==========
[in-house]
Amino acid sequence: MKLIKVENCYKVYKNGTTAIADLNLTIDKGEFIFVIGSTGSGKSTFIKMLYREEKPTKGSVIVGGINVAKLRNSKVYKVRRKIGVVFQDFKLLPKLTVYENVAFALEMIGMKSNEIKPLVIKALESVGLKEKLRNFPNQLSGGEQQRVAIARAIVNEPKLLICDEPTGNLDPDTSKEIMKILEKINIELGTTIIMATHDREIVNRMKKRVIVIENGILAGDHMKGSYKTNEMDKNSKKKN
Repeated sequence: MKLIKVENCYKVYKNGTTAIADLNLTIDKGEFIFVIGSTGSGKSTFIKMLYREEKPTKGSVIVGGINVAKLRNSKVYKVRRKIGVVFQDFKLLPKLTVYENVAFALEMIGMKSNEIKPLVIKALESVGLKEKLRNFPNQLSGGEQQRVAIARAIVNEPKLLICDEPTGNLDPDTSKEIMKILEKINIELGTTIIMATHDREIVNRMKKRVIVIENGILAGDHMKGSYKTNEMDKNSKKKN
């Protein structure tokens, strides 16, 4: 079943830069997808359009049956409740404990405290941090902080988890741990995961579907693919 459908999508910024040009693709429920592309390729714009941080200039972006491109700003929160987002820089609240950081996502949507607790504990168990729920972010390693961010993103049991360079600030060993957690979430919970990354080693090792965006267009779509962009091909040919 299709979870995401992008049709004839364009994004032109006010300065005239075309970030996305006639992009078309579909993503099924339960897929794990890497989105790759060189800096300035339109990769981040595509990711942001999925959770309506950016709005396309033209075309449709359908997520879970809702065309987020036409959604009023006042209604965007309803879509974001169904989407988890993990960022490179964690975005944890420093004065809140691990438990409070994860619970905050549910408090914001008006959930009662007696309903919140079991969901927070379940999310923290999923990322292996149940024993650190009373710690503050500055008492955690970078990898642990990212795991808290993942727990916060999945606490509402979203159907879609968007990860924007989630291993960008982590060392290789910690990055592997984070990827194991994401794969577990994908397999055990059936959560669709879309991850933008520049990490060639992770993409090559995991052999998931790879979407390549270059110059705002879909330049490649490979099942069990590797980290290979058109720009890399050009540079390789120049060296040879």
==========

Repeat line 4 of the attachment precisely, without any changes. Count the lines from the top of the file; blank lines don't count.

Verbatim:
């Protein structure tokens, strides 16, 4: 079943830069997808359009049956409740404990405290941090902080988890741990995961579907693919 459908999508910024040009693709429920592309390729714009941080200039972006491109700003929160987002820089609240950081996502949507607790504990168990729920972010390693961010993103049991360079600030060993957690979430919970990354080693090792965006267009779509962009091909040919 299709979870995401992008049709004839364009994004032109006010300065005239075309970030996305006639992009078309579909993503099924339960897929794990890497989105790759060189800096300035339109990769981040595509990711942001999925959770309506950016709005396309033209075309449709359908997520879970809702065309987020036409959604009023006042209604965007309803879509974001169904989407988890993990960022490179964690975005944890420093004065809140691990438990409070994860619970905050549910408090914001008006959930009662007696309903919140079991969901927070379940999310923290999923990322292996149940024993650190009373710690503050500055008492955690970078990898642990990212795991808290993942727990916060999945606490509402979203159907879609968007990860924007989630291993960008982590060392290789910690990055592997984070990827194991994401794969577990994908397999055990059936959560669709879309991850933008520049990490060639992770993409090559995991052999998931790879979407390549270059110059705002879909330049490649490979099942069990590797980290290979058109720009890399050009540079390789120049060296040879």